Rank Order List Yes Yes In the civilian match, you will rank every program to which you applied. For a typical applicant, this can be anywhere from 30 to 60 programs. For the military match, you will rank all military programs as well as civilian options. If you are HPSP, there are two civilian options which incur different amount of active duty service obligations. Civilian Deferred means that you will complete residence in a civilian program. You will be placed on temporary inactive reserve status. Consequently you will not receive military pay but also will not have military obligations during this time. You do not accrue any additional ADSO. For example, if you have a 4-year HPSP scholarship and complete at 5 year civilian deferred residency, you would owe 4 years of active duty obligation after residency. Civilian Sponsored means that you are still on active duty while you are completing residency at a civilian program. You will remain on active duty. Consequently you will continue to receive military pay and will have occasional military obligations during this time. You WILL accrue additional ADSO. For example, if you have a 4-year HPSP scholarship and complete a 5 year civilian sponsored residency, you would owe 4 years from medical school plus 5 years from residency for a total of 9 years active duty obligation after residency.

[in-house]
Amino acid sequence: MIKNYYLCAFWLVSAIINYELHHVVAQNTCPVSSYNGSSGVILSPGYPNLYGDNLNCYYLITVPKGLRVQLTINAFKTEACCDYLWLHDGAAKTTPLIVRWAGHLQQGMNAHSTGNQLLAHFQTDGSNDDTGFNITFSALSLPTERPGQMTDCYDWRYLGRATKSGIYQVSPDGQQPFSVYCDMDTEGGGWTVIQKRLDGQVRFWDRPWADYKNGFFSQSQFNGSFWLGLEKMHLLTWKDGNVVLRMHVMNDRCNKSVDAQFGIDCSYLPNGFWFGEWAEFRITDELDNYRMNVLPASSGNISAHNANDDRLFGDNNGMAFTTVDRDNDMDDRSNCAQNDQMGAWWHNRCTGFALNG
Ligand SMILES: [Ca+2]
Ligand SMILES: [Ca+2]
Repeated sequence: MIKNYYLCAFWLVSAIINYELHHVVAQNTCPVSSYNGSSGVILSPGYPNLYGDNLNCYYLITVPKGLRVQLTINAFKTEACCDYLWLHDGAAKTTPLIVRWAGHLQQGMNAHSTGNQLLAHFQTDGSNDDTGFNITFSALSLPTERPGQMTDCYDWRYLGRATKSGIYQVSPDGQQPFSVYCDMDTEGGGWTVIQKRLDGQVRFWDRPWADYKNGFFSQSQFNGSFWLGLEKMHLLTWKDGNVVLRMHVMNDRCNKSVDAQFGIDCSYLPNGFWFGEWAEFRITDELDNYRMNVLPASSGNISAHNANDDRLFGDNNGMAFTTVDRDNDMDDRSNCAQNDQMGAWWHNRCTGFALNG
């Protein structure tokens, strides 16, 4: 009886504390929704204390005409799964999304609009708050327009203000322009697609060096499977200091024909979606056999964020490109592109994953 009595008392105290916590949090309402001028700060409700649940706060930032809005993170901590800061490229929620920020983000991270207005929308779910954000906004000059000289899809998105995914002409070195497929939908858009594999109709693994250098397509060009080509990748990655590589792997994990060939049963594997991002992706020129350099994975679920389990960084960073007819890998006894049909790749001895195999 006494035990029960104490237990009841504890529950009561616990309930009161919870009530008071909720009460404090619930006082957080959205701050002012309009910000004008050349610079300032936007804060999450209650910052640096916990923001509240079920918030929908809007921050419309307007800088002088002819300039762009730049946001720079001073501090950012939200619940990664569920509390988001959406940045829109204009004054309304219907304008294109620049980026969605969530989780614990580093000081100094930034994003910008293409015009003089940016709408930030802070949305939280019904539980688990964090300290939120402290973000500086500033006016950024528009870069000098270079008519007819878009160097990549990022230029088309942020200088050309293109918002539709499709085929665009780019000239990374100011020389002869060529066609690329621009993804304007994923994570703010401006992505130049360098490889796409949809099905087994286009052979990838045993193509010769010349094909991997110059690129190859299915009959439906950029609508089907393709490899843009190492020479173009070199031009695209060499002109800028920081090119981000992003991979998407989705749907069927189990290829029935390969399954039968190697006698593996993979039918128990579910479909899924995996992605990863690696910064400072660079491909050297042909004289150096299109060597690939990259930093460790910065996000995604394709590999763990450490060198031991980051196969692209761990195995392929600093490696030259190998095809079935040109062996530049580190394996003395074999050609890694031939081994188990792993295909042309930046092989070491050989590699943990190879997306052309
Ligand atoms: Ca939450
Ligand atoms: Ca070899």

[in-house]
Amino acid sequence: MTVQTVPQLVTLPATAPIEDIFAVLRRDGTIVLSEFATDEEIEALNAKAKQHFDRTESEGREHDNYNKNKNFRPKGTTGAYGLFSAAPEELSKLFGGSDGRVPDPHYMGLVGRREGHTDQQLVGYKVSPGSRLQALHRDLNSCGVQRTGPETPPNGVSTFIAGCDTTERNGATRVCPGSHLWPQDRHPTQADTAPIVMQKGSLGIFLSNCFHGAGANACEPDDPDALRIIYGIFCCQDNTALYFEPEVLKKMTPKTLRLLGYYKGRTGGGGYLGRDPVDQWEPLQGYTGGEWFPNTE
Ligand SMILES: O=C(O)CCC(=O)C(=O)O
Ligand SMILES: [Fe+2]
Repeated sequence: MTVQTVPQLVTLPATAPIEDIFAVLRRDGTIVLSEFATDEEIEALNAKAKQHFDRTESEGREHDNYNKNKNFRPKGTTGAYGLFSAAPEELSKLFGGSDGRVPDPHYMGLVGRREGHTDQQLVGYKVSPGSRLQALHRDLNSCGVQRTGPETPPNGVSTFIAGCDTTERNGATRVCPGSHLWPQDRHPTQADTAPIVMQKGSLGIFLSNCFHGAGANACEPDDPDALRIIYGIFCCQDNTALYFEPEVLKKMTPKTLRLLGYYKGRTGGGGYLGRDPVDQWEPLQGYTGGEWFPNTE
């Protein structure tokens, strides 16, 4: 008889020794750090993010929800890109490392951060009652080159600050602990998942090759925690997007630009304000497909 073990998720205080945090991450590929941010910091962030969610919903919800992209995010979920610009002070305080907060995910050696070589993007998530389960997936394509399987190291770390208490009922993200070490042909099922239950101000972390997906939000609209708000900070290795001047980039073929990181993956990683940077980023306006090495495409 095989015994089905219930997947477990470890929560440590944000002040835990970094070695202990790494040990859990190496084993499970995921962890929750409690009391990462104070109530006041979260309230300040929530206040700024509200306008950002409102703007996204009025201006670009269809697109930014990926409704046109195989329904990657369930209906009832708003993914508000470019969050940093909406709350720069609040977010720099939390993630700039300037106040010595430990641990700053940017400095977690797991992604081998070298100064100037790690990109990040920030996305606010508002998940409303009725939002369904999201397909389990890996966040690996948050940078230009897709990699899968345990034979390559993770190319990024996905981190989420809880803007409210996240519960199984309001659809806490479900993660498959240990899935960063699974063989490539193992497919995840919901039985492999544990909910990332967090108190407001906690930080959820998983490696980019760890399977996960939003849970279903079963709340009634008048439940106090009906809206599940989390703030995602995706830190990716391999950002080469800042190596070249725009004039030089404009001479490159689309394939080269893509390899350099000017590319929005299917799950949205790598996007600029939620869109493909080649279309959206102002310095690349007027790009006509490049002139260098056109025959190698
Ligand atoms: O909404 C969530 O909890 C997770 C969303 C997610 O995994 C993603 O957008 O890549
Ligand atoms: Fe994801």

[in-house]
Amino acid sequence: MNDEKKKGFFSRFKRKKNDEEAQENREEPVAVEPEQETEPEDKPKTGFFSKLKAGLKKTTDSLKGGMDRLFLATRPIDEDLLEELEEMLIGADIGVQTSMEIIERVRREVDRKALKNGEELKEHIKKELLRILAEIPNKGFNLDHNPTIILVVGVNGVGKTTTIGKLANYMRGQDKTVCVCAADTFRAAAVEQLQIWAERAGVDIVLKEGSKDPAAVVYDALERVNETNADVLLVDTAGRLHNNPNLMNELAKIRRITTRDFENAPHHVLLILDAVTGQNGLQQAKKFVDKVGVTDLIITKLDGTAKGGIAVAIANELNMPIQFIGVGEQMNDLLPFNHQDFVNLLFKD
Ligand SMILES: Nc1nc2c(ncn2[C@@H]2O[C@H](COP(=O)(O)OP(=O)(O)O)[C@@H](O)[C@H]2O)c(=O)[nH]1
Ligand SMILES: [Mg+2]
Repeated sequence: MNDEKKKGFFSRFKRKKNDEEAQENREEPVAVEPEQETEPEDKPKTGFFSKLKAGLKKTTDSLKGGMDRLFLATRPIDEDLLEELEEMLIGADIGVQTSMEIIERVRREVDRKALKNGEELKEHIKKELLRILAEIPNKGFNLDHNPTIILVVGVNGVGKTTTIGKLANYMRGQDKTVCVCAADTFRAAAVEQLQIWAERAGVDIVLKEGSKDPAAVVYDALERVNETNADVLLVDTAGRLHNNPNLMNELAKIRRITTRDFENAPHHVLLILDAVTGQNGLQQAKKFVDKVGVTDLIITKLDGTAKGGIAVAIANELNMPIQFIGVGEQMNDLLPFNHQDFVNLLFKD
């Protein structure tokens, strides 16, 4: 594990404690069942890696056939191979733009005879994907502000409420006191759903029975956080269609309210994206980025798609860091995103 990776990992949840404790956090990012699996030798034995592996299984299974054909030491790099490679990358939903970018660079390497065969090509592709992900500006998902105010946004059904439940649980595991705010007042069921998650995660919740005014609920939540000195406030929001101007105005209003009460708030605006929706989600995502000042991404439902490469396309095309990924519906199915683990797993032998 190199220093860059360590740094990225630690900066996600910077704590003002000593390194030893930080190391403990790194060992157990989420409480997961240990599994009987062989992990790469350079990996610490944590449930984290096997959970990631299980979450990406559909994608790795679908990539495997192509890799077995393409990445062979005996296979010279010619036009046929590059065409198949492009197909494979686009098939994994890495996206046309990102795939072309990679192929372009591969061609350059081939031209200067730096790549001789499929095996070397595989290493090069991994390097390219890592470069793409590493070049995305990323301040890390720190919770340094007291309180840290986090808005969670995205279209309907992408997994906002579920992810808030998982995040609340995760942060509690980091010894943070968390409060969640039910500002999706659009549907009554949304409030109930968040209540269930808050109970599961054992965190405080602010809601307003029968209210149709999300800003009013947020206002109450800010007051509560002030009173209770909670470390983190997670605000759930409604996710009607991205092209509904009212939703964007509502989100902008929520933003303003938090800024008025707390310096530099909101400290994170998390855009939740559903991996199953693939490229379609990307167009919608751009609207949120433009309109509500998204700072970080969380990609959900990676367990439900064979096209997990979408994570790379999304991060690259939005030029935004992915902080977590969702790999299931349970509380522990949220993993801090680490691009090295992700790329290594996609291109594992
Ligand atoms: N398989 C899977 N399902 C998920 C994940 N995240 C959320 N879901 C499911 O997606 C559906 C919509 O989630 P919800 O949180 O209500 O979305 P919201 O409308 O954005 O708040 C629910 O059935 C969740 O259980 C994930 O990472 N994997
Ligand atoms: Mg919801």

If you are in the military match, you cannot definitively choose military versus civilian. However you can rank one over the other. When you submit your Rank Order List for the military match, you are able to list “Civilian Deferred” and/or “Civilian Sponsored” at spots number 1 or 2 and then list the military programs next. This will give you the best chance to match civilian. Alternatively, you may list all military programs first and the “Civilian Deferred” and/or “Civilian Sponsored” last. This will give you the best chance to match military. If you match civilian, you will then continue with civilian match as described by NRMP. 
Cost No application cost Military applying to NRMP:
Reimbursed for first 10 program applications
Civilian applying to NRMP:
pay for each program applications
The military match itself is completely free. This means there are no application fees. The NRMP match is not free, though the military will reimburse you for the first 10 programs you apply to. However, HPSP applicants should be applying to both and the typical number of programs applied to ranges from 30 to 60. Paying out of pocket for additional applications is well worth the added chance of matching into orthopaedics. 
Application Deadline ~October 15th November 30th   
Interviews Selection: All applicants
Type: In-person preferred, not required
Timeline: July to October 
Selection: Invitation only
Type: In-person required